Originally Published: May 29, 2017 6 a.m.
Dear Annie: Despite the passage of considerable time, sadly this topic is still one worthy of second thought and action.
Fourteen years ago, my husband was killed in a senseless, tragic motor vehicle accident.
A girl talking on her cellphone while driving lost control of her vehicle and was witnessed weaving across narrow highway lanes, forcing my husband over the guardrail. His car fell approximately 60 feet.
He was taken to a local hospital with a brain bleed and numerous fractures of the cervical and thoracic spine. After 26 days in a coma, my beloved husband and my daughter’s best friend passed away.
At the hearing, when the judge asked her whether she had been talking on her cellphone, she lied and said no. Her cellphone records proved otherwise. Prior to the hearing, the state’s attorney informed me that she would serve no prison time. She had graduated as class valedictorian and was attending a prestigious university. She had her whole life ahead of her. She was given 100 hours of community service at a rehab facility. Such a travesty of justice! What about my husband’s life?
It would take too many words to express the depth of the pain of loss our daughter, my husband’s sisters and I have felt every day for 14 years and will continue to feel. At my husband’s calling hours, so many of those present — bosses and co-workers alike — commented to me about what a professional gentleman he was. To all his family and friends, he was a gentle, caring human being who will be forever missed.
All of you who use your cellphone while driving, please, please stop. This was my husband’s pet peeve. — Forever Heartbroken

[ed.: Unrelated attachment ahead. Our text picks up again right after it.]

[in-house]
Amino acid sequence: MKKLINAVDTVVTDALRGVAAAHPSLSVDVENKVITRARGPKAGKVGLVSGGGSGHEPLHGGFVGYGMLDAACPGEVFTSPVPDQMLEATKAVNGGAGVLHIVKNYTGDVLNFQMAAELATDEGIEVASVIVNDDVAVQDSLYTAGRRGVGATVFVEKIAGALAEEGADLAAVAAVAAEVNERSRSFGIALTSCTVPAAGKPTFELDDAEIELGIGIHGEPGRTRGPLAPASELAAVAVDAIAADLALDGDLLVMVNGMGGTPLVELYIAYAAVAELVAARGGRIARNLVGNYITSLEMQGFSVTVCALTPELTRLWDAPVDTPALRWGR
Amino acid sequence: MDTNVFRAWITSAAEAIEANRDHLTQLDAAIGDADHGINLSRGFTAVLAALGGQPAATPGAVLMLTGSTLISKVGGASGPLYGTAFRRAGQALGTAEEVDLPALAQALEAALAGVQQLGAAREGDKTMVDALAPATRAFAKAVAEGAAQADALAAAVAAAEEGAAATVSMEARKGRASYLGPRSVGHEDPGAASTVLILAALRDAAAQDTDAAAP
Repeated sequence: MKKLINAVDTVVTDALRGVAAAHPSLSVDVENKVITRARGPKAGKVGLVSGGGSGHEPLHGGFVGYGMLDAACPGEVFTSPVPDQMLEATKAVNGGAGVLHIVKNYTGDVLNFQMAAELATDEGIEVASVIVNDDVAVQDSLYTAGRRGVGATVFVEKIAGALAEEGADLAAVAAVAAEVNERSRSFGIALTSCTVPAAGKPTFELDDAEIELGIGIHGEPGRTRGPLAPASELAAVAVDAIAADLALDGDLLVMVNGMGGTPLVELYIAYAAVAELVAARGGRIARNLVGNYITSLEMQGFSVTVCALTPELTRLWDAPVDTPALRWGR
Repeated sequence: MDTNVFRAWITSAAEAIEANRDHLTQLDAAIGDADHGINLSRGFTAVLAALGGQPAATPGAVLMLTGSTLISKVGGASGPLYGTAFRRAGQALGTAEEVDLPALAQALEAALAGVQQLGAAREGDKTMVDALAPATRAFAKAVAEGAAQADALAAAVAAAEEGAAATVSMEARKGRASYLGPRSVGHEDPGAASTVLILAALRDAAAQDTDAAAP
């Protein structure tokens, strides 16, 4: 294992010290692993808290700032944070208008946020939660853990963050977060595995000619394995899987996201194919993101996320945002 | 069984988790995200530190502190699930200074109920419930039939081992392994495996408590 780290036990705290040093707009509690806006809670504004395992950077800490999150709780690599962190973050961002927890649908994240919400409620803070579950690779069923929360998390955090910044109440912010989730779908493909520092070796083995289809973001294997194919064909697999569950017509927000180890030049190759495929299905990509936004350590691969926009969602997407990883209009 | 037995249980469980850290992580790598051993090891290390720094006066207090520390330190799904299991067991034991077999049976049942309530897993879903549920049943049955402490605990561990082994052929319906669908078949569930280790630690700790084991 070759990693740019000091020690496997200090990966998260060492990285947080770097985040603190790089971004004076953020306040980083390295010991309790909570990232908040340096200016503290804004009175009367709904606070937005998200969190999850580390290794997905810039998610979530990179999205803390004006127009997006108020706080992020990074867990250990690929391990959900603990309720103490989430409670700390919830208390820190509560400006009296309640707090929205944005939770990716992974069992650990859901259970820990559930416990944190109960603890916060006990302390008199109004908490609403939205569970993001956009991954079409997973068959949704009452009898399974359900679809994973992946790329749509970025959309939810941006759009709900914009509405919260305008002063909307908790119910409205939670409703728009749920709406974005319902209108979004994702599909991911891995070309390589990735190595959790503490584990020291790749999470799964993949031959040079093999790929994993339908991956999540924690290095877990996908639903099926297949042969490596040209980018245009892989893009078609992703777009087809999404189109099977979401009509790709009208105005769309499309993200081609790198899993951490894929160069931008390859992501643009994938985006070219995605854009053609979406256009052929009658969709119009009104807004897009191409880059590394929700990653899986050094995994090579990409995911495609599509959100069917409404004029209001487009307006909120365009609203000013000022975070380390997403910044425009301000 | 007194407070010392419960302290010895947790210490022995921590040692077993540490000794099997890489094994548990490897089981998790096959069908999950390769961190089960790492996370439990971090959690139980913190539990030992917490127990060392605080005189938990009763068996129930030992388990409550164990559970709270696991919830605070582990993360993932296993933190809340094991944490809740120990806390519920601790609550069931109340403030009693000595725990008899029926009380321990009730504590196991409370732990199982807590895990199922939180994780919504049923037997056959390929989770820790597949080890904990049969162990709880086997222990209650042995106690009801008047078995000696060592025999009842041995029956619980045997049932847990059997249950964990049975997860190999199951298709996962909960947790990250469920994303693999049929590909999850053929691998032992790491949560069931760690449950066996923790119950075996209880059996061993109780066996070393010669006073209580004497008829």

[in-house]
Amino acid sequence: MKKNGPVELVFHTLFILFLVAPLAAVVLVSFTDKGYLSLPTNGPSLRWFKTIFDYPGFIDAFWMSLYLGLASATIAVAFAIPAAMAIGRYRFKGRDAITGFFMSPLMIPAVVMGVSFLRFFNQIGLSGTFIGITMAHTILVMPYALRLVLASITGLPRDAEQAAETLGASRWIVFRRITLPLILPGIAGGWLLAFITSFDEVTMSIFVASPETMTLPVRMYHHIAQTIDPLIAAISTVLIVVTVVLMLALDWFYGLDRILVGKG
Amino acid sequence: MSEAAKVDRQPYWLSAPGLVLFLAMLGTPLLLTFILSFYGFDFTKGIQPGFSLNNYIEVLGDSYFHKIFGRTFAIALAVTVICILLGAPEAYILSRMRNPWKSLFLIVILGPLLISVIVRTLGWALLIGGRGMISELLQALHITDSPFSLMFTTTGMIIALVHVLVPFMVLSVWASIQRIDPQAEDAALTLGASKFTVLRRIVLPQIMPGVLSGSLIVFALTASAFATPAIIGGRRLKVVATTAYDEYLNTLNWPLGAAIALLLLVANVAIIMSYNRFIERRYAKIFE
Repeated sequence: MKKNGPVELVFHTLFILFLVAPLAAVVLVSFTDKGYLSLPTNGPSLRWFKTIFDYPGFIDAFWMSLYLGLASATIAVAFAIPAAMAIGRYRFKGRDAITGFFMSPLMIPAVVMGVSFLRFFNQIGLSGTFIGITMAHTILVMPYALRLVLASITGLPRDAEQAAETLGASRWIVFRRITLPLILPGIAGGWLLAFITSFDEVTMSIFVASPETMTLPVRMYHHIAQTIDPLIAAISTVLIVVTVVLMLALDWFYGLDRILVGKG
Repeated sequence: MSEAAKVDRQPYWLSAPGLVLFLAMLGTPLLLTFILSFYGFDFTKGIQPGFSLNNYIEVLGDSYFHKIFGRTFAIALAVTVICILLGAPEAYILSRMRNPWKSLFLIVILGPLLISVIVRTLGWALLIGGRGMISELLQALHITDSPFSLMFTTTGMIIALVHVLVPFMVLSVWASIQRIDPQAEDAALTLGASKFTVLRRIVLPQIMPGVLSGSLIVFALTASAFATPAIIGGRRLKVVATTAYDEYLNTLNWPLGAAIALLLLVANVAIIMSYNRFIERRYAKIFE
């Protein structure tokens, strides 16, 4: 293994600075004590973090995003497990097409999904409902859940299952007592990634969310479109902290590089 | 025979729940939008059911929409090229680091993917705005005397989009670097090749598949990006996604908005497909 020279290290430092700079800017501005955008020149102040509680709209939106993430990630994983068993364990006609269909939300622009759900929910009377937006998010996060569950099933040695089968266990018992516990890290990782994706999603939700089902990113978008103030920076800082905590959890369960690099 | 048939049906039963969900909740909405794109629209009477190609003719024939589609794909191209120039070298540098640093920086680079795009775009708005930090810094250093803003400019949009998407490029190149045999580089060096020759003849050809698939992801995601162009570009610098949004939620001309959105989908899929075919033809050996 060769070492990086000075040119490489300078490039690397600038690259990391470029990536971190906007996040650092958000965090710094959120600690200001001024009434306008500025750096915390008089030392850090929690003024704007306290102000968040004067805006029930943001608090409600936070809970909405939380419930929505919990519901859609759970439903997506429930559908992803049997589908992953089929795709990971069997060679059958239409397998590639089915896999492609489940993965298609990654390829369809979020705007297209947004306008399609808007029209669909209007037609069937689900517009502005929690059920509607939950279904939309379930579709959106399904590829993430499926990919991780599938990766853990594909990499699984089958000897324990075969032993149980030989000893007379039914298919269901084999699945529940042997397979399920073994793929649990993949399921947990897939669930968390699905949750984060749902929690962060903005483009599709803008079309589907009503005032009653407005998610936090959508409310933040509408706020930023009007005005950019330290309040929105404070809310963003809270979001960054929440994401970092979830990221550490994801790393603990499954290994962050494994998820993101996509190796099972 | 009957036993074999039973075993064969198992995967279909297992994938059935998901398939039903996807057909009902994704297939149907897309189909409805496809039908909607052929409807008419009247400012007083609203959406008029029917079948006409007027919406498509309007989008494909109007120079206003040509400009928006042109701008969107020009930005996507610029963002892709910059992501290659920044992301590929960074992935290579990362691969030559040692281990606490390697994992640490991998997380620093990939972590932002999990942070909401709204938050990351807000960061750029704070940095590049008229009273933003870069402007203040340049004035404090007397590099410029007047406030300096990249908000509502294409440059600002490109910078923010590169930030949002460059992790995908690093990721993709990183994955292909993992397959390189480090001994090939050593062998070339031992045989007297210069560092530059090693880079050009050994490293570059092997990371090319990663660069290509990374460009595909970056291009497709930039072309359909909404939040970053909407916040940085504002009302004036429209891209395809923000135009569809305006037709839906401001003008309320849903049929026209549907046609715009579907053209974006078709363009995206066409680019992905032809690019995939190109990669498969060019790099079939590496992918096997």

Dear Forever Heartbroken: I am so sorry for your loss.
Readers, if you text while driving, it’s not a matter of “if” you get into an accident but “when.” If you have trouble resisting the urge to look at your phone, consider installing an app such as Live2Txt, which blocks all incoming texts and calls while you’re driving. For parents, there’s Cellcontrol, a device that can be installed in the dashboard of a car and paired with an app that prevents your teen from texting while driving.
Thank you for raising this important issue. If your letter causes even one person to think twice before texting while driving, it just might save a life.
Dear Annie: My granddaughter is turning 7 soon and wants to have a small birthday party. She has five friends she wants to invite. Her mom (my daughter) is close to another mother who has a child in the same group, but my granddaughter does not want to invite that child.
In previous years, this child was invited, but during this past year, the kids have grown apart, although all the mothers have stayed in contact frequently.
So the problem is: Should this child be invited in order to keep the peace, or should my granddaughter invite only the friends she wants? We’re not sure of the best way to handle this. Her birthday is coming up soon, so we need your help. — Nana
Dear Nana: I’m never one for leaving children out, especially when they are as young as 7. Invite her. Who knows? By next week, they may be best friends. Kids change their minds all the time. They’re much more open than we grown-ups are.
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